Carry it with two hands. Ever pick up an 80 lb bag of cement? UPS folks have to be handle packages up to 150 lbs. Surely a firefighter can carry something as light as 120 lb ladder.
    not every employee of ups has to carry 150 lbs. Most of them move items less than 70. When an item bigger than 70 lbs is moved, the physical lifting and moving of that package is limited. (2 reasons, 1-the conveyor systems are not rated to handle 70+ packages, 2-minimize injuries)

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    Quote Originally Posted by jasper45 View Post
    Then they shouldn't be firefighting. The fry basket at Burger King is much lighter.
    I agree.

    Tackling a running back in the NFL is a bit much for some people as well...those people don't play in the NFL.

    Just the same....if throwing a heavy ladder is a bit much for you...you shouldn't be employed by a fire department.

    FTM-PTB

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    Quote Originally Posted by FFFRED View Post
    I agree.

    Tackling a running back in the NFL is a bit much for some people as well...those people don't play in the NFL.

    Just the same....if throwing a heavy ladder is a bit much for you...you shouldn't be employed by a fire department.

    FTM-PTB
    Wish the department I work for had more people like you on the line.

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    Quote Originally Posted by jasper45 View Post
    Then they shouldn't be firefighting. The fry basket at Burger King is much lighter.
    Same goes for you.

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    Quote Originally Posted by BKDRAFT View Post
    Same goes for you.

    Lifting a ladder is not a problem for me, is it for you?

    I have no clue what your remark is for.

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    It was a compliment. Must be hard to tell on the message board with all of the negative comments all of the time.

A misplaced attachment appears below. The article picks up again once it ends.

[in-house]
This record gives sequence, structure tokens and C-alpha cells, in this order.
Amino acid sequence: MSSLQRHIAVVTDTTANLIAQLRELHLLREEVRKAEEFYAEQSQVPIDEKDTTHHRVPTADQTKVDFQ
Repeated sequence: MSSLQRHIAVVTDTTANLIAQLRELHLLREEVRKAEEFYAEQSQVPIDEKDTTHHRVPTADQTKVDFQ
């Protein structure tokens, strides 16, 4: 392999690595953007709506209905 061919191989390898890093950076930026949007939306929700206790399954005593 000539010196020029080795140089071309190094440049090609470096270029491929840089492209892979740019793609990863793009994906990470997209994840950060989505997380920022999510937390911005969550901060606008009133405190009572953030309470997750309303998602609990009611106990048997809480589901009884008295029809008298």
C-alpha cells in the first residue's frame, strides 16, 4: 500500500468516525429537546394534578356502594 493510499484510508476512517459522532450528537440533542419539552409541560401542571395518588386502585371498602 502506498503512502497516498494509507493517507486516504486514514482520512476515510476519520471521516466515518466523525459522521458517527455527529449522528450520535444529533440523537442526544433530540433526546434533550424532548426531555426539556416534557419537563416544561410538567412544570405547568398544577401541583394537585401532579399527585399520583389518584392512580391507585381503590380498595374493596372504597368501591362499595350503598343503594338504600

Yourself, FFFRED, and I have the same opinion on the single man ladder extensions. I wish I worked with more people like yourselfs.

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    I'll be the first to admit, you need a little lead in your pencil to toss a 35' fire service ladder by yourself!
    As far as masterFF's question about all fire department requiring a single person 24' ladder raise-in St. Paul, if you can not do it during the practical testing phase of the recruit academy, you will get fired.
    My posts reflect my views and opinions, not the organization I work for or my IAFF local. Some of which they may not agree. I.A.C.O.J. member
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    Quote Originally Posted by BKDRAFT View Post
    It was a compliment. Must be hard to tell on the message board with all of the negative comments all of the time.

    Yourself, FFFRED, and I have the same opinion on the single man ladder extensions. I wish I worked with more people like yourselfs.

    It can be hard to tell, at times. My apologies for misunderstanding you, sorry.

    Sometimes it's the private messages one receives that make it easy to miss-read posts, not that you sent me a negative private message.

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    Quote Originally Posted by SPFDRum View Post
    As far as masterFF's question about all fire department requiring a single person 24' ladder raise-in St. Paul, if you can not do it during the practical testing phase of the recruit academy, you will get fired.
    I agree that a 24' should be expected and a 28' is possible and a 35' can be done. I just want to know if everyone thinks that a 28' should be EXPECTED.